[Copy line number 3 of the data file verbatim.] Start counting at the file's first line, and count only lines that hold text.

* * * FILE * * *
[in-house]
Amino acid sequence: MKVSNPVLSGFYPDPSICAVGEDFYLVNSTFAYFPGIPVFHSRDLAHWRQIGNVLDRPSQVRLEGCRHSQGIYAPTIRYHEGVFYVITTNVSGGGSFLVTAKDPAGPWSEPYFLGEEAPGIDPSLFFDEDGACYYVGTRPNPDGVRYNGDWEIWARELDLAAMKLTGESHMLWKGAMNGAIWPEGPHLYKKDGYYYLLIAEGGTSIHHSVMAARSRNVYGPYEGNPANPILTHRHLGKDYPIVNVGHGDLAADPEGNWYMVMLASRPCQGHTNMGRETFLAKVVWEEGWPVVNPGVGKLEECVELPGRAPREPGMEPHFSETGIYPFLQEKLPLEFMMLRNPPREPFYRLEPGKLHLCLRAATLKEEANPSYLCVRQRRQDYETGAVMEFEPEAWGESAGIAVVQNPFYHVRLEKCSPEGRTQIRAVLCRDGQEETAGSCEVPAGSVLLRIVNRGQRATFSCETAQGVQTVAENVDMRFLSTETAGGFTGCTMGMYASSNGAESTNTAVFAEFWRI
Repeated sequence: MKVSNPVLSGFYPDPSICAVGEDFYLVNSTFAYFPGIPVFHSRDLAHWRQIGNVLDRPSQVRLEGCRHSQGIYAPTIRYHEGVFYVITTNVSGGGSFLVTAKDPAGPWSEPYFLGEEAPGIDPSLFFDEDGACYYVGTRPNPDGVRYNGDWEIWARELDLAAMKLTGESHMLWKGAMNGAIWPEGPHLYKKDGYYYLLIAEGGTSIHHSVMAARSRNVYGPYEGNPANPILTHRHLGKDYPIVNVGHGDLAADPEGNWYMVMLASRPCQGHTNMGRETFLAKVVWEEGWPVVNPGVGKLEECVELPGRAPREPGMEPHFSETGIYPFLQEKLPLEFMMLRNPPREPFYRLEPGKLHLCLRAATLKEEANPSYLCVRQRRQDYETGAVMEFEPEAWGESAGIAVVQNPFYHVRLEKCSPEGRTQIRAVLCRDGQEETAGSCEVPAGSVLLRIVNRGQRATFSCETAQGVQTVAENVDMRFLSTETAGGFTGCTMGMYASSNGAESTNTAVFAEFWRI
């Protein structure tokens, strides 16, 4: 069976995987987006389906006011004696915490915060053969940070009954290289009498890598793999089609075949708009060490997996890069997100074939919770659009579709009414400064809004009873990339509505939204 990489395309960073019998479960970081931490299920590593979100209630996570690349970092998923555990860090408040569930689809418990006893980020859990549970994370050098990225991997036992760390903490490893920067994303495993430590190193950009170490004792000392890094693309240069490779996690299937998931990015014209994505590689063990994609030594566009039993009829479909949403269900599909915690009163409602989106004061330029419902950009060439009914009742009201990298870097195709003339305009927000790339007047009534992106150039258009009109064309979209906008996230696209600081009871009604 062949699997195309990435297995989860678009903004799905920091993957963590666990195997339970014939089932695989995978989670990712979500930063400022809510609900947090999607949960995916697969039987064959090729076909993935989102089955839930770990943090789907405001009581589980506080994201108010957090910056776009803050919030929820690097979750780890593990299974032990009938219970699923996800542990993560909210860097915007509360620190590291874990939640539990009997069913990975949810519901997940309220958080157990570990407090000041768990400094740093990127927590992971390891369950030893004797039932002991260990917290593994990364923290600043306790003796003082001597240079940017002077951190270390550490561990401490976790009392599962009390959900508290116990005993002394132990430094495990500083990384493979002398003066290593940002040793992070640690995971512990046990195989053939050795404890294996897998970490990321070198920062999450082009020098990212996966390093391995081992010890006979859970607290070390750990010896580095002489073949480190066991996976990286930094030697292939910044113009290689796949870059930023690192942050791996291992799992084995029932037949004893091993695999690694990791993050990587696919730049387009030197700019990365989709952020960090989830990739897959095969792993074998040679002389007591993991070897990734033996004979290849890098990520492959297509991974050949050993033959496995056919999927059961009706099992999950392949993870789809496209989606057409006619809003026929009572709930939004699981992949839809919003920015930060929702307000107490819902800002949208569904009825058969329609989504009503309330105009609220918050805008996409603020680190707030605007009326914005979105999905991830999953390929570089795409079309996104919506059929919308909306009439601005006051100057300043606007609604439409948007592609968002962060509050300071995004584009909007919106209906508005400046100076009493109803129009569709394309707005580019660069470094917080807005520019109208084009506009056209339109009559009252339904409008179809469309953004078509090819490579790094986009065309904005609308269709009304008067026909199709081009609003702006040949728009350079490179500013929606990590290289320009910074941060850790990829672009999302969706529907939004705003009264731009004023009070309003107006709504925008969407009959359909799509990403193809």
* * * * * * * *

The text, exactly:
Repeated sequence: MKVSNPVLSGFYPDPSICAVGEDFYLVNSTFAYFPGIPVFHSRDLAHWRQIGNVLDRPSQVRLEGCRHSQGIYAPTIRYHEGVFYVITTNVSGGGSFLVTAKDPAGPWSEPYFLGEEAPGIDPSLFFDEDGACYYVGTRPNPDGVRYNGDWEIWARELDLAAMKLTGESHMLWKGAMNGAIWPEGPHLYKKDGYYYLLIAEGGTSIHHSVMAARSRNVYGPYEGNPANPILTHRHLGKDYPIVNVGHGDLAADPEGNWYMVMLASRPCQGHTNMGRETFLAKVVWEEGWPVVNPGVGKLEECVELPGRAPREPGMEPHFSETGIYPFLQEKLPLEFMMLRNPPREPFYRLEPGKLHLCLRAATLKEEANPSYLCVRQRRQDYETGAVMEFEPEAWGESAGIAVVQNPFYHVRLEKCSPEGRTQIRAVLCRDGQEETAGSCEVPAGSVLLRIVNRGQRATFSCETAQGVQTVAENVDMRFLSTETAGGFTGCTMGMYASSNGAESTNTAVFAEFWRI